Market Overview

These Defunct Banks Are Casualties of Banking Deregulation

These Defunct Banks Are Casualties of Banking Deregulation

As of this afternoon, the FDIC lists 7,063 banks under its list of insured institutions. That figure is down remarkably from the 12,500 banks in 1990, a result of bank failures and acquisitions facilitated by financial deregulation and the 2007-2010 Financial Crisis.

As of 2011, the 10 largest banking institutions in the US owned 77% of the nation's assets. The increasing consolidation in the banking sector has proved to be controversial, but it's left behind a rich history of acquisitions and mergers from the regional banks that once loomed large.

Benzinga took a trip down memory lane, identifying some of the independent players in the banking world before they were swallowed up. How many of these do you remember?

1. North Carolina National Bank (NCNB)
The Charlotte-based bank was known as American Commercial Bank before 1960, the result of a 1957 merger between American Trust Co. and the Commercial National Bank. It would acquire C&S/Sovran in 1991 and change its name to NationsBank before being taking over Bank of America (NYSE: BAC) in 1998 and changing its name with it.



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2. Girard Bank
The French-American banker and philanthropist Stephen Girard -- at one time, the richest man in the world -- founded Girard Bank in Philadelphia in 1811. Girard was one of the first banks to launch a system of ATMs, a proprietary network known as "George" in 1978. The Pittsburgh-based Mellon Bank would buy out Girard in 1983 before being swallowed up two decades later by Citizens Bank (NASDAQ: FCNCA). (Photo: Wikipedia).



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3. Seafirst Bank
Seafirst was founded in 1929, the result of a merger between Seattle's three largest banks. It wouldn't adopt the "Seafirst" namesake until 1974, and it didn't keep it for long. In 1983, the bank was acquired by Bank of America's ancestor, BankAmerica Corp. (Photo: Wikipedia).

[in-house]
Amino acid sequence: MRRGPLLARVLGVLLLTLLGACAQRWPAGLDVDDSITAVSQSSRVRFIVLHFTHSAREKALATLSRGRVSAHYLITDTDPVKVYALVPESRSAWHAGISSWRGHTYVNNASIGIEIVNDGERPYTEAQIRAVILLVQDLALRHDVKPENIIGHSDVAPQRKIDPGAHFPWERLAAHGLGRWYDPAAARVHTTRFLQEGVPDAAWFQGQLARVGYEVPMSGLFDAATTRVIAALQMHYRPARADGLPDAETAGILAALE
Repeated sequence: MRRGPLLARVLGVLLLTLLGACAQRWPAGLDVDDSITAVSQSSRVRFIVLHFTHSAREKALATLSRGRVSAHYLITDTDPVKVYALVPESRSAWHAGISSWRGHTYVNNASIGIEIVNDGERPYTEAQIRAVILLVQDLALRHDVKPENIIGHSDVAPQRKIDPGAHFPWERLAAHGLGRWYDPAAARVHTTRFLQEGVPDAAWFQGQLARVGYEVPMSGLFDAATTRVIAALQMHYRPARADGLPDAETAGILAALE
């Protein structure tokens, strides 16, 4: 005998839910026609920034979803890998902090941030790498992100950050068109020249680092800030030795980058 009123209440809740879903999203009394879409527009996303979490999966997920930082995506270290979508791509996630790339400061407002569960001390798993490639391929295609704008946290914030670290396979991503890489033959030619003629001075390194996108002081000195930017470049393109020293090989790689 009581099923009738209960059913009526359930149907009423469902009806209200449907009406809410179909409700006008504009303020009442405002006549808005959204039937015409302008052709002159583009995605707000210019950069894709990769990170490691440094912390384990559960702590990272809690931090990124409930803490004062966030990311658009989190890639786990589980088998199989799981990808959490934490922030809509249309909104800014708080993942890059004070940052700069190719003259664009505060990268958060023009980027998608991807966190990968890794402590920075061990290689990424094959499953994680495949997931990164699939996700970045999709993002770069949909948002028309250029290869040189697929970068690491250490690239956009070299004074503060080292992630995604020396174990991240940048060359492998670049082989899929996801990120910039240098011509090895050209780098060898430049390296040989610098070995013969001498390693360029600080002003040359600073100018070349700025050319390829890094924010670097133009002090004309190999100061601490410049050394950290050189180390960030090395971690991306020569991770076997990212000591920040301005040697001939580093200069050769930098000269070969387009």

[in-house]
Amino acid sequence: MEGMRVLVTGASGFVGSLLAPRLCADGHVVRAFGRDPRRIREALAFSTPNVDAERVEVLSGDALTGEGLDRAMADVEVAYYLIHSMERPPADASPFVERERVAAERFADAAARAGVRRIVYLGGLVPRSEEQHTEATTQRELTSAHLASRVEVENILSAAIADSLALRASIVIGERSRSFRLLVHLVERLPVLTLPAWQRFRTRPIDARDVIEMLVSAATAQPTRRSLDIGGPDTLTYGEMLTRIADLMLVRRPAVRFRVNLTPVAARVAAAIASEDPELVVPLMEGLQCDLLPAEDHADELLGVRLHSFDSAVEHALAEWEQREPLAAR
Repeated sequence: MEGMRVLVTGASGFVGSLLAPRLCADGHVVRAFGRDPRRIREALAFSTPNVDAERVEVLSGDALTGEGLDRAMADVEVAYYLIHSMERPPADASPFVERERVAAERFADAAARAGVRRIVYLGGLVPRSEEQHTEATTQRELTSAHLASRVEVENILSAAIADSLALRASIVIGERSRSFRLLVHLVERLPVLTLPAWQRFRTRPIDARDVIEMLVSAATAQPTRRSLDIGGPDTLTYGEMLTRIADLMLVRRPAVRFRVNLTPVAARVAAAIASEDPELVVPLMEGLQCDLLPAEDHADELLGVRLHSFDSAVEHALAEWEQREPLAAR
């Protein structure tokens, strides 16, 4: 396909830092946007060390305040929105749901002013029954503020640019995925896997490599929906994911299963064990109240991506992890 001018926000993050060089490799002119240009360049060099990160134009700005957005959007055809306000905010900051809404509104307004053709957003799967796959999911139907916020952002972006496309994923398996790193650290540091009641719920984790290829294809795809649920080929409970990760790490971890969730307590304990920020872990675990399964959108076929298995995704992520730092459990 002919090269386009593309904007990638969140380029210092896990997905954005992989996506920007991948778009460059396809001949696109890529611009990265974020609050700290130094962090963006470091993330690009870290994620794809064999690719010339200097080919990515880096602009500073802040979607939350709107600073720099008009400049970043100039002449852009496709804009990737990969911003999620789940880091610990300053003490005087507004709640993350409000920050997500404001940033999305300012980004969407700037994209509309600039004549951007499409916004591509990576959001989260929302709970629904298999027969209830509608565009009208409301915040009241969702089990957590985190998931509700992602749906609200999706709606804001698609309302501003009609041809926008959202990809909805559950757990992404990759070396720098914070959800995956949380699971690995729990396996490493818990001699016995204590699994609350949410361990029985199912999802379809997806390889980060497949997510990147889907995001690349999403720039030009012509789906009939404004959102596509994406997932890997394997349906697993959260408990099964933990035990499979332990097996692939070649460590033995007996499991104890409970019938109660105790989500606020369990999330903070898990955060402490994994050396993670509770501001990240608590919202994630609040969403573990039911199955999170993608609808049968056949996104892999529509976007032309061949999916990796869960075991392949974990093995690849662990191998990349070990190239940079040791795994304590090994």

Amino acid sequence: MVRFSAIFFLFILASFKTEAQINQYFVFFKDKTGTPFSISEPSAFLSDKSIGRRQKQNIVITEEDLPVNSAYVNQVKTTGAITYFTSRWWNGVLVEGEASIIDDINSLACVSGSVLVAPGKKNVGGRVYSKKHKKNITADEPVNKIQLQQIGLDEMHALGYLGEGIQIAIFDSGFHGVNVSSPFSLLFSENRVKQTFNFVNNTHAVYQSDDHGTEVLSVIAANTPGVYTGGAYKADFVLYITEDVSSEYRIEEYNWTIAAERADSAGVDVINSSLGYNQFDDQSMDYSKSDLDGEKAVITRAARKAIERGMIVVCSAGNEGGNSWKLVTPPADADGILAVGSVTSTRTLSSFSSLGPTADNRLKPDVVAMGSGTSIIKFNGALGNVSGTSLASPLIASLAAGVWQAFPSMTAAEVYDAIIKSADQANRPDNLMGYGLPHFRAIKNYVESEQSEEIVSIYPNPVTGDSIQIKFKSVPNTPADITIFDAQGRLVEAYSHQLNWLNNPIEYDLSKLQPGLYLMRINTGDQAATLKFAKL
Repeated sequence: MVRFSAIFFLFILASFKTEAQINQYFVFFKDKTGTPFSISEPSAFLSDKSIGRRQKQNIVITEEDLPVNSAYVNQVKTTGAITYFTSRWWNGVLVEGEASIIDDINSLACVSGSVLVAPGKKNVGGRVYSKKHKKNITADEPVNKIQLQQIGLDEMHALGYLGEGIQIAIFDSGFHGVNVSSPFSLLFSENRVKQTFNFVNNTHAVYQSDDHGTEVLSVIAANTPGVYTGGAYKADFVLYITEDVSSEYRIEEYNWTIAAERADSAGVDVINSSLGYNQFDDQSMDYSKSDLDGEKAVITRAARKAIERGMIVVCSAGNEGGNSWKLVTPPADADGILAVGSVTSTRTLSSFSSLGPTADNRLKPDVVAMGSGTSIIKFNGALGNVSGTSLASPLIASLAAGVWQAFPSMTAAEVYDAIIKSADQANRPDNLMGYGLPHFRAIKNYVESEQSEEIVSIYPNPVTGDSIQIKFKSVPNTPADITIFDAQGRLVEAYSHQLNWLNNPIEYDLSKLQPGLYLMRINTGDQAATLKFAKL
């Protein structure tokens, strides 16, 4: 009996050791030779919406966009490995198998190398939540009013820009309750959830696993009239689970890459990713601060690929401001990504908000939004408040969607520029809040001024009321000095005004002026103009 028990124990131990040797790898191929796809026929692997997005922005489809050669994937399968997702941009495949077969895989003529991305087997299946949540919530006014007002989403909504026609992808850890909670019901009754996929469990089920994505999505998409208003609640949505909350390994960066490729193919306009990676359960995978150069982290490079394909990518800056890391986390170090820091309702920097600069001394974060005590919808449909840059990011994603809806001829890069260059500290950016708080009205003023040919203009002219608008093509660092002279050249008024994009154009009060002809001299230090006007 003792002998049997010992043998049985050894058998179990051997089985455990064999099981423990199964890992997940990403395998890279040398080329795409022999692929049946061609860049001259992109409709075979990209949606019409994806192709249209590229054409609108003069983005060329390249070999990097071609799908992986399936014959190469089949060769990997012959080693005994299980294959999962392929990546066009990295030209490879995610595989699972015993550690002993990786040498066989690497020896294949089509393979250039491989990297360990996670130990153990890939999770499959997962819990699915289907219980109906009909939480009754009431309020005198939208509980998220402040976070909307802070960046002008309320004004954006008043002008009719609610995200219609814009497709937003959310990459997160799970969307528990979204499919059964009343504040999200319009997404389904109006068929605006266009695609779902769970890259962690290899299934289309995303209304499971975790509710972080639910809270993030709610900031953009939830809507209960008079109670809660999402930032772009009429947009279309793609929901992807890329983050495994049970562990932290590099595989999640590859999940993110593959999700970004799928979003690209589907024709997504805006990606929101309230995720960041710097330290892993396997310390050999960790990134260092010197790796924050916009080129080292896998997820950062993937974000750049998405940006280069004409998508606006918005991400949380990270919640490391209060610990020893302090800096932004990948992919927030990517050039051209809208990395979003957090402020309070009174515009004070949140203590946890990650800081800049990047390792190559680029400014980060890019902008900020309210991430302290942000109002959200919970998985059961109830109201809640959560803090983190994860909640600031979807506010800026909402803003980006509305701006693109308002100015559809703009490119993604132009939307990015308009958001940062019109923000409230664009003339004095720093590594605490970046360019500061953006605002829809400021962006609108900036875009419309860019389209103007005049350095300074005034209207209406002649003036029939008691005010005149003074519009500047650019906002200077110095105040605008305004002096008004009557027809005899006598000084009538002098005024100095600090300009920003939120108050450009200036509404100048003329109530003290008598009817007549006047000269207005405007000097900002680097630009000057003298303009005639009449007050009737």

4. Crocker Bank
Crocker Bank is perhaps most infamous for a 1975 killing in a bank robbery by the Symbionese Liberation Army. Founded in San Francisco in association with Woolworth National Bank, it was acquired by Wells Fargo (NYSE: WFC) in 1986.



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5. Texas Commerce Bank
The Houston-based bank was acquired by Chemical Banking Corporation in 1987, who would eventually grow into the modern-day JPMorgan Chase (NYSE: JPM). At the time, the acquisition represented the largest interstate banking merger in history. (Photo: Wikipedia).

6. Irving Trust
This 1980 sponsor of the Winter Olympic Games in Lake Placid has its origins in 1851, when the bank was founded and named after Washington Irving, “America's first man of letters.”

The bank grew through a series of mergers until a hostile takeover in 1989 by the Bank of New York, known today as BNY Mellon (NYSE: BK). (Photo: Wikipedia).

7. Southeast Banking Corporation
The Miami-based bank has its roots with a subsidiary, the First National Bank of Miami, founded in 1902.

In 1991, it was liquidated by the FDIC using a procedure called “loss sharing,” before being taken over by First Union Corporation. First Union would merge with Wachovia before becoming part of Wells Fargo today.



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8. Manufacturers Hanover